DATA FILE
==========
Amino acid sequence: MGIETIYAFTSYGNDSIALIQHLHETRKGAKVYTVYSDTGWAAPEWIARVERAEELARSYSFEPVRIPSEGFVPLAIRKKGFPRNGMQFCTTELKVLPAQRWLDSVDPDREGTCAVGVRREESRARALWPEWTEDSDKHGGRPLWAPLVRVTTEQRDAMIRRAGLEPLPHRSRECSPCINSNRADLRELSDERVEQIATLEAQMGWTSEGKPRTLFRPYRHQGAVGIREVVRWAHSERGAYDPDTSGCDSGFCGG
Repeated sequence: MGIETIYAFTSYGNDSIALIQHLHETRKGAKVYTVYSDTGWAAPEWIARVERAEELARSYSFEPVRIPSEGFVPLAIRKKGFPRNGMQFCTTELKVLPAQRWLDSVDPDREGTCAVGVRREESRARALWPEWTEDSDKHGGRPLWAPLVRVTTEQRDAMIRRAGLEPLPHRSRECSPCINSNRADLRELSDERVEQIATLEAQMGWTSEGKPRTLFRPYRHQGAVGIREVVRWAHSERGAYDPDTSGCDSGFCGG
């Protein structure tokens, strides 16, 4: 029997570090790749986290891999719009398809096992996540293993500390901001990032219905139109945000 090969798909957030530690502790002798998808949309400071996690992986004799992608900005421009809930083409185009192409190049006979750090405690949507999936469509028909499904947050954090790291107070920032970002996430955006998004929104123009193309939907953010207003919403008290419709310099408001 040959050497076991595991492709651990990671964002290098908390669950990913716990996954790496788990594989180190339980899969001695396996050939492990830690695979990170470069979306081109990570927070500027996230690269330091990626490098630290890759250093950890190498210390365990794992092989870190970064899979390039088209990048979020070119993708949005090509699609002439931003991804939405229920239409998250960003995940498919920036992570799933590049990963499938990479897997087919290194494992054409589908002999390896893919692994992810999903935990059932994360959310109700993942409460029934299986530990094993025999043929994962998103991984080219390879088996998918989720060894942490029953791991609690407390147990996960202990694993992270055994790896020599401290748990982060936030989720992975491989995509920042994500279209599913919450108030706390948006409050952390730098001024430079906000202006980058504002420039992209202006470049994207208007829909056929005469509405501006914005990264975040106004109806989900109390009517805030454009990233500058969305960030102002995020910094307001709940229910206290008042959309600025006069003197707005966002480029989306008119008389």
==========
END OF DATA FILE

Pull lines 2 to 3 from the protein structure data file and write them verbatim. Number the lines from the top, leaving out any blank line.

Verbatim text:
Repeated sequence: MGIETIYAFTSYGNDSIALIQHLHETRKGAKVYTVYSDTGWAAPEWIARVERAEELARSYSFEPVRIPSEGFVPLAIRKKGFPRNGMQFCTTELKVLPAQRWLDSVDPDREGTCAVGVRREESRARALWPEWTEDSDKHGGRPLWAPLVRVTTEQRDAMIRRAGLEPLPHRSRECSPCINSNRADLRELSDERVEQIATLEAQMGWTSEGKPRTLFRPYRHQGAVGIREVVRWAHSERGAYDPDTSGCDSGFCGG
């Protein structure tokens, strides 16, 4: 029997570090790749986290891999719009398809096992996540293993500390901001990032219905139109945000 090969798909957030530690502790002798998808949309400071996690992986004799992608900005421009809930083409185009192409190049006979750090405690949507999936469509028909499904947050954090790291107070920032970002996430955006998004929104123009193309939907953010207003919403008290419709310099408001 040959050497076991595991492709651990990671964002290098908390669950990913716990996954790496788990594989180190339980899969001695396996050939492990830690695979990170470069979306081109990570927070500027996230690269330091990626490098630290890759250093950890190498210390365990794992092989870190970064899979390039088209990048979020070119993708949005090509699609002439931003991804939405229920239409998250960003995940498919920036992570799933590049990963499938990479897997087919290194494992054409589908002999390896893919692994992810999903935990059932994360959310109700993942409460029934299986530990094993025999043929994962998103991984080219390879088996998918989720060894942490029953791991609690407390147990996960202990694993992270055994790896020599401290748990982060936030989720992975491989995509920042994500279209599913919450108030706390948006409050952390730098001024430079906000202006980058504002420039992209202006470049994207208007829909056929005469509405501006914005990264975040106004109806989900109390009517805030454009990233500058969305960030102002995020910094307001709940229910206290008042959309600025006069003197707005966002480029989306008119008389």